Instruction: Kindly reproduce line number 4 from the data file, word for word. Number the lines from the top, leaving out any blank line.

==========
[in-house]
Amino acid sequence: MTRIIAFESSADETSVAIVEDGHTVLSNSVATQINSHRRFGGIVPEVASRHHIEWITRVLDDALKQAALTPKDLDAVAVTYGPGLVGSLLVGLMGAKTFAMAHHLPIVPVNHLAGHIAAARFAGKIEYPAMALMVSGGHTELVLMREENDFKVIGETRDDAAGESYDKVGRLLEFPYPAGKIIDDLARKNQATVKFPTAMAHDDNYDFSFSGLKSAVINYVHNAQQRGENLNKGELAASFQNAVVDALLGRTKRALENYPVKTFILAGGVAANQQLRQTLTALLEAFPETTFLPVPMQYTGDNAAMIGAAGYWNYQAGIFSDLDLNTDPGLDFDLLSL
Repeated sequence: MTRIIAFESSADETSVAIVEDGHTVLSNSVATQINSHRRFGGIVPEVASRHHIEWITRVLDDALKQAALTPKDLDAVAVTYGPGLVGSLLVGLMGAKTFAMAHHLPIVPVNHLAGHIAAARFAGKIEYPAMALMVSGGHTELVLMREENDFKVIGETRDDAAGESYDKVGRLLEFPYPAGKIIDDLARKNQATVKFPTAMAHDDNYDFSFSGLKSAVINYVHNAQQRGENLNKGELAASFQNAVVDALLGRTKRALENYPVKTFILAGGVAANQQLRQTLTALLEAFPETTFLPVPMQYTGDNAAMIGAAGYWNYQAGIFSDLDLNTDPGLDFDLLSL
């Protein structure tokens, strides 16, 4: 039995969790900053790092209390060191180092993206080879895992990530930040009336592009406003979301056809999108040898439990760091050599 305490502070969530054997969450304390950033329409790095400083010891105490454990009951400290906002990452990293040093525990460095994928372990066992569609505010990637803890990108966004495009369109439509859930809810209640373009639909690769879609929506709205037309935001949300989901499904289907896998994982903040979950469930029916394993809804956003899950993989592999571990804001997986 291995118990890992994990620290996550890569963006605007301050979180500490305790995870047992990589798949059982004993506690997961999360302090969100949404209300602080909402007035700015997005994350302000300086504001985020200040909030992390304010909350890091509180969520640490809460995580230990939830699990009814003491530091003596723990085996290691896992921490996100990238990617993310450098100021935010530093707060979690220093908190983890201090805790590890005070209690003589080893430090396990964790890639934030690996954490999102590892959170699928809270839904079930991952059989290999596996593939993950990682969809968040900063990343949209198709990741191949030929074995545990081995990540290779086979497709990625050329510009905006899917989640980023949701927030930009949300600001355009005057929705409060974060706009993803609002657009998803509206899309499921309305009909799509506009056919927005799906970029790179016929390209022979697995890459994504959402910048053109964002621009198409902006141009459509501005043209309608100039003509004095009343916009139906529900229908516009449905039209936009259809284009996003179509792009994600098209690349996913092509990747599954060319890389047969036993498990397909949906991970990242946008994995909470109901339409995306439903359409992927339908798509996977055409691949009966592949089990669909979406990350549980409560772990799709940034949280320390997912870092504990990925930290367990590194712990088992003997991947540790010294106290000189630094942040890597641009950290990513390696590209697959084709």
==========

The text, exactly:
């Protein structure tokens, strides 16, 4: 039995969790900053790092209390060191180092993206080879895992990530930040009336592009406003979301056809999108040898439990760091050599 305490502070969530054997969450304390950033329409790095400083010891105490454990009951400290906002990452990293040093525990460095994928372990066992569609505010990637803890990108966004495009369109439509859930809810209640373009639909690769879609929506709205037309935001949300989901499904289907896998994982903040979950469930029916394993809804956003899950993989592999571990804001997986 291995118990890992994990620290996550890569963006605007301050979180500490305790995870047992990589798949059982004993506690997961999360302090969100949404209300602080909402007035700015997005994350302000300086504001985020200040909030992390304010909350890091509180969520640490809460995580230990939830699990009814003491530091003596723990085996290691896992921490996100990238990617993310450098100021935010530093707060979690220093908190983890201090805790590890005070209690003589080893430090396990964790890639934030690996954490999102590892959170699928809270839904079930991952059989290999596996593939993950990682969809968040900063990343949209198709990741191949030929074995545990081995990540290779086979497709990625050329510009905006899917989640980023949701927030930009949300600001355009005057929705409060974060706009993803609002657009998803509206899309499921309305009909799509506009056919927005799906970029790179016929390209022979697995890459994504959402910048053109964002621009198409902006141009459509501005043209309608100039003509004095009343916009139906529900229908516009449905039209936009259809284009996003179509792009994600098209690349996913092509990747599954060319890389047969036993498990397909949906991970990242946008994995909470109901339409995306439903359409992927339908798509996977055409691949009966592949089990669909979406990350549980409560772990799709940034949280320390997912870092504990990925930290367990590194712990088992003997991947540790010294106290000189630094942040890597641009950290990513390696590209697959084709």